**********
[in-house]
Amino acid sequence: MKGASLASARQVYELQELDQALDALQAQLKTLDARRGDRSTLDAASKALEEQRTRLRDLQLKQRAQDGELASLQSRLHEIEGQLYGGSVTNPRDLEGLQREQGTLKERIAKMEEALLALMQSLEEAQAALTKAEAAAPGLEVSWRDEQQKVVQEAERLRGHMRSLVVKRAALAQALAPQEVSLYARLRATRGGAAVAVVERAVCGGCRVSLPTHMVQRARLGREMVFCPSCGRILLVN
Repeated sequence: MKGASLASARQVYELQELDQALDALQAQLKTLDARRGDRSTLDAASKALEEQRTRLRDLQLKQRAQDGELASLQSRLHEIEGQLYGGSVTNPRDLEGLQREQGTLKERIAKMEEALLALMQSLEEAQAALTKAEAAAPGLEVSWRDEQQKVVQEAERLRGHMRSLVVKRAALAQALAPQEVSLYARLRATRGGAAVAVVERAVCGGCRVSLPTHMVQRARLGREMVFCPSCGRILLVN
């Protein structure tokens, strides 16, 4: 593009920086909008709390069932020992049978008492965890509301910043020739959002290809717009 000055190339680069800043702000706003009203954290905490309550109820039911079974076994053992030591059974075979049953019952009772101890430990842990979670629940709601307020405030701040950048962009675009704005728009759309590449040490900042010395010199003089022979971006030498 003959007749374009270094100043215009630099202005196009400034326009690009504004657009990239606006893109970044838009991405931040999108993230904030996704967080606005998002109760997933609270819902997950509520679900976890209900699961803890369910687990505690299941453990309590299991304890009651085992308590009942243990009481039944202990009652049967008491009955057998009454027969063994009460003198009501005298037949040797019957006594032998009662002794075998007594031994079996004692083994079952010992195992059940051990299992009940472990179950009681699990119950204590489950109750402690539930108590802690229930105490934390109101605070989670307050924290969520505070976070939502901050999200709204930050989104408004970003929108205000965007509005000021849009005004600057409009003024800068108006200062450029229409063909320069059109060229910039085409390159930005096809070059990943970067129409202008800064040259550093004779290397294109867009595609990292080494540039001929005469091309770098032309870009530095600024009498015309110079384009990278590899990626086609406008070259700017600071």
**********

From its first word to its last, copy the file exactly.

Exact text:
[in-house]
Amino acid sequence: MKGASLASARQVYELQELDQALDALQAQLKTLDARRGDRSTLDAASKALEEQRTRLRDLQLKQRAQDGELASLQSRLHEIEGQLYGGSVTNPRDLEGLQREQGTLKERIAKMEEALLALMQSLEEAQAALTKAEAAAPGLEVSWRDEQQKVVQEAERLRGHMRSLVVKRAALAQALAPQEVSLYARLRATRGGAAVAVVERAVCGGCRVSLPTHMVQRARLGREMVFCPSCGRILLVN
Repeated sequence: MKGASLASARQVYELQELDQALDALQAQLKTLDARRGDRSTLDAASKALEEQRTRLRDLQLKQRAQDGELASLQSRLHEIEGQLYGGSVTNPRDLEGLQREQGTLKERIAKMEEALLALMQSLEEAQAALTKAEAAAPGLEVSWRDEQQKVVQEAERLRGHMRSLVVKRAALAQALAPQEVSLYARLRATRGGAAVAVVERAVCGGCRVSLPTHMVQRARLGREMVFCPSCGRILLVN
């Protein structure tokens, strides 16, 4: 593009920086909008709390069932020992049978008492965890509301910043020739959002290809717009 000055190339680069800043702000706003009203954290905490309550109820039911079974076994053992030591059974075979049953019952009772101890430990842990979670629940709601307020405030701040950048962009675009704005728009759309590449040490900042010395010199003089022979971006030498 003959007749374009270094100043215009630099202005196009400034326009690009504004657009990239606006893109970044838009991405931040999108993230904030996704967080606005998002109760997933609270819902997950509520679900976890209900699961803890369910687990505690299941453990309590299991304890009651085992308590009942243990009481039944202990009652049967008491009955057998009454027969063994009460003198009501005298037949040797019957006594032998009662002794075998007594031994079996004692083994079952010992195992059940051990299992009940472990179950009681699990119950204590489950109750402690539930108590802690229930105490934390109101605070989670307050924290969520505070976070939502901050999200709204930050989104408004970003929108205000965007509005000021849009005004600057409009003024800068108006200062450029229409063909320069059109060229910039085409390159930005096809070059990943970067129409202008800064040259550093004779290397294109867009595609990292080494540039001929005469091309770098032309870009530095600024009498015309110079384009990278590899990626086609406008070259700017600071």